|Highly efficient quantum dot near-infrared light-emitting diodes
|Xiwen Gong, Zhenyu Yang, Grant Walters, Riccardo Comin, Zhijun Ning, Eric Beauregard, Valerio Adinolfi, Oleksandr Voznyy and Edward H. Sargent
|Nature Photonics, 2016, 10 (4), pp 253-257 DOI: 10.1038/nphoton.2016.11
Light-emitting diodes (LEDs) harness the chemical properties of electroluminescence to bring cheaper, more efficient, and more versatile lighting to people across the world. LEDs based on nanoparticles called quantum dots are even more promising. They can be processed in solution (so they’re cheap to manufacture), they are highly efficient, and their light emission can be tuned to different colors using the same material (so they’re versatile). Quantum dots, which are nano-sized particles of a crystal, are ideal for this purpose: they are so small that they fall into the regime of quantum confinement, where their size determines their optical properties. Other materials often require more energy-intensive solid-state processing, are less efficient, and lack the flexibility of light output that quantum dots’ tunability enables. However, existing LEDs made from quantum dots face a major challenge in balancing the efficiency of light emission against their power consumption.
Light emission in quantum dot LEDs requires the charges generated in the quantum dot – the excited electron and the positive charge it leaves behind – to stay separated and not recombine. However, strategies used to prevent recombination, like capping the quantum dot with organic ligands or embedding the quantum dot in a polymer matrix, also insulate the quantum dot in the LED. Then, the LED’s power consumption increases as a higher voltage is needed to inject charges into the quantum dot and create electroluminescence. Obviously, this is not ideal for a light-emitting device that is supposed to be cheap and efficient! The question that this work targets is how power consumption of quantum dot LEDs can be minimized.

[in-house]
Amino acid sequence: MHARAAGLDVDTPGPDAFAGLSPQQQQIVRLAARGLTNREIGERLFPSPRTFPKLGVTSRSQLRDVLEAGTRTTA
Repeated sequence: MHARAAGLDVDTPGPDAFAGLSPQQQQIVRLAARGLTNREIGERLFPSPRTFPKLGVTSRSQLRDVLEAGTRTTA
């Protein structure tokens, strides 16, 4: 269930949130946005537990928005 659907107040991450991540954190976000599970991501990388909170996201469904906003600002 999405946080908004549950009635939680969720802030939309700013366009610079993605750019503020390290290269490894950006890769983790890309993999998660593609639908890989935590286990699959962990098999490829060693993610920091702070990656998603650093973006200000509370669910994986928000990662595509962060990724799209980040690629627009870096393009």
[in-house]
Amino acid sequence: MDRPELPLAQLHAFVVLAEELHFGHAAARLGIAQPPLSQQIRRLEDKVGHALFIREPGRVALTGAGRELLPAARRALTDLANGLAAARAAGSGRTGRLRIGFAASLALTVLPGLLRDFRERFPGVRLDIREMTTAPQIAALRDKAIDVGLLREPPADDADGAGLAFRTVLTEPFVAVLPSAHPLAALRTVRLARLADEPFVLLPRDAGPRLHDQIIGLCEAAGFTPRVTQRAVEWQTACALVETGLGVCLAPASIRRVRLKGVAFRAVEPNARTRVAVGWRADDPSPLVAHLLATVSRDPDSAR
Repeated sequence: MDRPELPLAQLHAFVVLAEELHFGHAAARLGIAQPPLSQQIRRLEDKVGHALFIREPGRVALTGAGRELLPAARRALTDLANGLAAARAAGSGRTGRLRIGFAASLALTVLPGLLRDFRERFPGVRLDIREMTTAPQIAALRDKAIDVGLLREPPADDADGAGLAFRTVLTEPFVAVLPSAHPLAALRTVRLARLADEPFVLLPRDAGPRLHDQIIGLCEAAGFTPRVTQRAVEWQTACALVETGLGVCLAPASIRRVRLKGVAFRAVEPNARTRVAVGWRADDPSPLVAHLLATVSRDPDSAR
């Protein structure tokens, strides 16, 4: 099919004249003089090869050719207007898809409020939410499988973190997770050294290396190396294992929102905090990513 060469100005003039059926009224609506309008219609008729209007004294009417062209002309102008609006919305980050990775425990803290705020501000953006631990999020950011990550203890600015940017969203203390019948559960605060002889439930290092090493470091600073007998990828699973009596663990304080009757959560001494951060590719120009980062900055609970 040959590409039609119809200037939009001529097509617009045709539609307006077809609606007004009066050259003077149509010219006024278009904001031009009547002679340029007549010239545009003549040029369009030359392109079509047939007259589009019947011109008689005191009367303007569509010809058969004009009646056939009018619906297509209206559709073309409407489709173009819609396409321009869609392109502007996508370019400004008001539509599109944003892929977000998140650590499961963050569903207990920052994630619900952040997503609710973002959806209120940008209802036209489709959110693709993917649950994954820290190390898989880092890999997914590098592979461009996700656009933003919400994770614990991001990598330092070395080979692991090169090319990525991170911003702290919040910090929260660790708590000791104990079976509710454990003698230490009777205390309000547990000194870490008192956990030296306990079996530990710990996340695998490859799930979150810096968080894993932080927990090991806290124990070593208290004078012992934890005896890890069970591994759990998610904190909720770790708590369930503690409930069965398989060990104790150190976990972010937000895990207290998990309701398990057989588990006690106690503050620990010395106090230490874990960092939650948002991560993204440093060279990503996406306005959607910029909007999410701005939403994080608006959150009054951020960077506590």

The composite material the authors created combines the highly efficient electroluminescence of the quantum dots with a matrix of another inorganic material called a perovskite (Figure 1). The kind of perovskite used in the authors’ work is an organohalide perovskite, where one cation of the perovskite crystal is an organic molecule and the anion is a halide. The advantage of using an organohalide perovskite matrix over another material, such as a polymer, is that charge transport inside these types of perovskites is highly efficient. This prevents the quantum dot from becoming insulated, so the power consumption of the device doesn’t increase. As a bonus, the interaction between the perovskite matrix and the quantum dot actually improves the quantum dot’s electroluminescence – which is also the mechanism of light production in LEDs. Generally, sites on the surface of the quantum dot can collect the electric charges travelling through the device, preventing them from contributing to the electroluminescence of the quantum dot. However, the perovskite matrix helps eliminate these sites, so the amount of light the LED produces goes up, improving efficiency. Ultimately, the novel composite quantum dot-perovskite material reported in this paper represents a significant step towards the development of efficient, cheap, and versatile LEDs.